Propelled by demanding style expectations and new technologies, today's yacht designers are breaking the mould. Perspective takes a look at the trends and constraints facing luxury yacht interior design today
The modern luxury-yacht interior designer has a range of materials and techniques available to them that would have been unimaginable just a couple of decades ago. But with design constraints and considerations that include an expectation of the highest levels of comfort, working within a well-defined and often tight space, and the need for safety and regulatory compliance, they continue to deliver elegant and distinctive schemes both above and below deck.
Home from home
There are the have nots and the have yachts, so they say. Much like one's own home, yachts are a canvas on which to communicate an owner's sense of style and taste. They are also a place for experimentation, escapism and glamour.
The recently launched Pink Gin VI is a 54m carbon fibre sloop, with interiors by London-based marine specialist Design Unlimited. Surface finishes and textures play an important role throughout while materials are used in unusual ways to create a tactile look and an elegant feel of domesticity. An eclectic mixture of stained oak joinery, bespoke metallic finishes and sumptuous velvets and leathers create a warm, inclusive ambience.
Yacht owners wish to feel the same level of comfort and quality when on their yacht as they do at home
"Any space on a yacht is valuable real estate so we ensure that all space has a purpose, is well-proportioned and we pay close attention to the flow of movement through the yacht for how she will be used," says Nicola Brook, head of decoration at Design Unlimited. "We often start with a blank canvas. Listening to our clients, we can understand how they want to live on board, how many guests they want to entertain and the key factors they wish to include in the design of their yacht."
These are spaces that allow occupants to find their sea legs – and true comfort in their own space. "Yacht owners wish to feel the same level of comfort and quality when on their yacht as they do at home," says Stacey Sibley, creative director of Alexander James studio, which partners with Sunseeker to style and dress its yachts. "We look to use varied colour themes, drawing on richer, more vibrant colours to add more personality and distinction."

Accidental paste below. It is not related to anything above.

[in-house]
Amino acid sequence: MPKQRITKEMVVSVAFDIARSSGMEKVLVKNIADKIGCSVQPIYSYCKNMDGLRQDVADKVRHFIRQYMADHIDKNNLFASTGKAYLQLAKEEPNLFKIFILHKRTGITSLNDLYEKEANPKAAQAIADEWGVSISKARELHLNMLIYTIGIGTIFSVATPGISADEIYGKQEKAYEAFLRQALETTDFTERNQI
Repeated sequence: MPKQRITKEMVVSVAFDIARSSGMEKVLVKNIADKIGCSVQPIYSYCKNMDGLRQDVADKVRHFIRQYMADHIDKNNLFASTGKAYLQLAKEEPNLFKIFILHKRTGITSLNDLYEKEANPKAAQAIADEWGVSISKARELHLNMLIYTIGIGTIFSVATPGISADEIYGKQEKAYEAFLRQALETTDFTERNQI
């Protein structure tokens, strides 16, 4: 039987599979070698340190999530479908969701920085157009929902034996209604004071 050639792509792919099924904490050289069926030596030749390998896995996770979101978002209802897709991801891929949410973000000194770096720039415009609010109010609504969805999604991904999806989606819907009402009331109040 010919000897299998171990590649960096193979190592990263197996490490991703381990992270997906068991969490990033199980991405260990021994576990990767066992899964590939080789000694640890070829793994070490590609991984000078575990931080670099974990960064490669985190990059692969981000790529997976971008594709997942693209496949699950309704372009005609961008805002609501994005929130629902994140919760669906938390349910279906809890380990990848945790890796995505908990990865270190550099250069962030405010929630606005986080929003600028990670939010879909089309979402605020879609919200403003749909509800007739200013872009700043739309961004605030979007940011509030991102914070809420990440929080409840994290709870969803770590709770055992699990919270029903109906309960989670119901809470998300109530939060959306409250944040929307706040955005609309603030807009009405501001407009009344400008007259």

Above the waterline, yacht interior design continues to be influenced by the changing needs and desires of clientele. Kate Maclaren, senior interiors manager for yachts at Winch Design, notes a significant increase in the number of clients with young families. "Boats now need to be child-friendly,accommodate teaching staff or additional relaxation areas – including spas for parents and cinema or entertainment rooms for the children," she explains. "This, in turn, has also led to lighter, brighter decor – more suited to the sunny sea environments and more contemporary in style."
Sea Owl, one of the most imaginative Winch Design projects to date, has a fluid yet distinctive design, both inside and out. The yacht's fantasy-inspired interior is aimed at encouraging the owner's grandchildren to explore imaginary worlds.
Meticulous craftsmanship goes hand-in-hand with playfulness. There are Alice in Wonderland murals; frescoes inspired by the voyages of Charles Darwin; pirate-themed cabins; whimsical carved owls and squirrels perched on banisters; a mahogany magic tree that ascends four decks; and a jewel-strewn Jacuzzi overlooked by a grinning toothy shark.
While private yachts are nothing if not a sign of a prosperous lifestyle, there's still a need to communicate the owner's distinctive – perhaps impeccable – taste, achieved through the designer's attention to detail and style.
One of the trends that has emerged over the last decade is the demand for customisation. "Some of the yards that performed best during the difficult financial times where those offering the most custom design to their clients," says Jean-Baptiste Souppez, senior lecturer in yacht design and composite engineering at Southampton Solent University in the United Kingdom. "This has also been boosted by modern technologies, such as virtual reality: very early on in the design process, the owner can be 'walked through' his future yacht to refine the interior design and ensure maximum satisfaction."
One of the trends that has emerged over the last decade is the demand for customisation
Interior designer Martin Kemp has projects which include private jets, superyachts and high-end residential developments in Manhattan and Mumbai. He places a keen focus on a high level of personalisation in the interior of 45m yacht Logica. Kemp's design for the owner's cabin, for example, includes working the initials of his wife discreetly into several items of joinery and upholstery throughout the room. It's a small but significant touch that adds a layer of beauty and interest to the space.
This is an excerpt from "Pushing the boat out”, a feature article from the May issue of Perspective magazine.
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